}

  QueAPIClose(QueCallback);
  return err;
}

The Garmin Mobile XT SDK works in a straight forward way. Before making any calls to the API, you first need to Open it. Once open, you can start executing a series of methods and then once you’re done you must Close the API. The Garmin Mobile XT has to be running before you can execute commands to it, otherwise you will get a communication error.

You might notice in the code above an empty static method called QueCallback(QueNotificationT8 aNotification). This is a callback method that receives the information about the application state. You can use this for making callbacks from native to managed code. You can pass a delegate method from managed code to the native methods that expect QueNotificationCallback as a parameter. We will only use it for debugging purposes in this example. We will not dig more into that in this article.

Normally when reverse geocoding an address to a GPS coordinates using some free service, you will get the coordinates in decimal degrees (WGS84 decimal format). Navigating to a coordinate using the Garmin Mobile XT SDK requires the coordinates to be in semicircles (2^31 semicircles equals 180 degrees).

To convert decimal degrees to semicircles we use the following formula:
semicircles = decimal degrees * (2^31 / 180)

Managed wrapper

In my article Integrating with TomTom Navigator, I created a Generic Navigator wrapper that uses the INavigator interface for defining methods to be used by the managed wrapper. The purpose of the Generic Navigator was to allow the application to integrate with several navigation solutions without changing any of the existing code. As I already discussed this in the past, I will skip this part and only focus on how to integrate with Garmin Mobile XT.

We first need to create an enumeration containing error codes we receive from the native wrapper.

public enum GarminErrorCodes : int
{
  None = 0,
  NotOpen = 1,
  InvalidParameter,
  OutOfMemory,
  NoData,
  AlreadyOpen,
  InvalidVersion,
  CommunicationError,
  CmndUnavailable,
  LibraryStillOpen,
  GeneralFailure,
  Cancelled,
  RelaunchNeeded
}

We of course need to create our P/Invoke declarations. This time let’s put them in an internal class called NativeMethods()

internal class NativeMethods
{
  [DllImport(“Garmin.Native.dll”)]
  internal static extern int CloseAPI();

  [DllImport(“Garmin.Native.dll”)]
  internal static extern int OpenNavigator();

  [DllImport(“Garmin.Native.dll”)]
  internal static extern int NavigateToAddress(
    string address,
    string city,
    string postalcode,
    string state,
    string country);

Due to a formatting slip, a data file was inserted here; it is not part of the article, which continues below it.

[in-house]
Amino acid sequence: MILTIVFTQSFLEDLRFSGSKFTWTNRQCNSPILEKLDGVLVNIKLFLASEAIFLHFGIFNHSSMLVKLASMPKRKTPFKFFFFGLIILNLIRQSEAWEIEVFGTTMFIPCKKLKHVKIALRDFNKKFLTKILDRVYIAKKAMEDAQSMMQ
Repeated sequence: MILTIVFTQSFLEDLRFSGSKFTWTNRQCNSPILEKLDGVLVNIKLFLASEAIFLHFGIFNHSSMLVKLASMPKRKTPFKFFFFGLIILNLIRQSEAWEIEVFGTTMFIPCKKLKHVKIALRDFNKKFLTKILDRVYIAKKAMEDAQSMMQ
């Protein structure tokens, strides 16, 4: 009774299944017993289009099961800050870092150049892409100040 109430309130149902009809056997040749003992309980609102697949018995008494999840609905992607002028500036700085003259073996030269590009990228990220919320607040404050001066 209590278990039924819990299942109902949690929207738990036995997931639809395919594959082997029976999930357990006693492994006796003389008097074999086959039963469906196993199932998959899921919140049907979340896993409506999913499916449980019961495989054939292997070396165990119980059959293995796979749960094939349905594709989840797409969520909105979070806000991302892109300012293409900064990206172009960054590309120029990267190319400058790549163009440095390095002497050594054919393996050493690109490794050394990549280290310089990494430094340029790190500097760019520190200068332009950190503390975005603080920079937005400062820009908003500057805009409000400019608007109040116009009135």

[DllImport(“Garmin.Native.dll”)]
  internal static extern int NavigateToCoordinates(
    double latitude,
    double longitude);

  [DllImport(“Garmin.Native.dll”)]
  internal static extern int ShowAddressOnMap(
    string address,
    string city,
    string postalcode,
    string state,
    string country);
}

Let’s create a .NET exception that we can throw which contains native error details when a native method call fails. Let’s call it GarminNativeException()

[Serializable]
public class GarminNativeException : Exception
{
  public GarminNativeException() { }

  public GarminNativeException(GarminErrorCodes native_error) { }

  public GarminNativeException(
    string message,
    GarminErrorCodes native_error) : base(message) { }
}

Now we need a class that we can use for calling the wrapped managed methods to the Garmin mobile XT. Let’s call it GarminXT()

public class GarminXT : IDisposable
{
  public void Dispose()
  {
    NativeMethods.CloseAPI();
  }

  public void OpenNavigator()
  {
    GarminErrorCodes err = (GarminErrorCodes)NativeMethods.OpenNavigator();

    if (err != GarminErrorCodes.None) {
      ThrowGarminException(err);
    }
  }

  public void NavigateToAddress(
    string address,
    string city,
    string postalcode,
    string state,
    string country)
  {
    GarminErrorCodes err = (GarminErrorCodes)NativeMethods.NavigateToAddress(
      address,
      city,
      postalcode,
      state,
      country);

    if (err != GarminErrorCodes.None) {
      ThrowGarminException(err);
    }
  }

  public void NavigateToCoordinates(double latitude, double longitude)
  {
    GarminErrorCodes err = (GarminErrorCodes)NativeMethods.NavigateToCoordinates(
      latitude,
      longitude);

    if (err != GarminErrorCodes.None) {
      ThrowGarminException(err);
    }
  }

  public void ShowAddressOnMap(
    string address,
    string city,
    string postalcode,
    string state,
    string country)
  {
    GarminErrorCodes err = (GarminErrorCodes)NativeMethods.ShowAddressOnMap(
      address,
      city,
      postalcode,
      state,
      country);

    if (err != GarminErrorCodes.None) {
      ThrowGarminException(err);
    }
  }

  private GarminNativeException ThrowGarminException(GarminErrorCodes err)
  {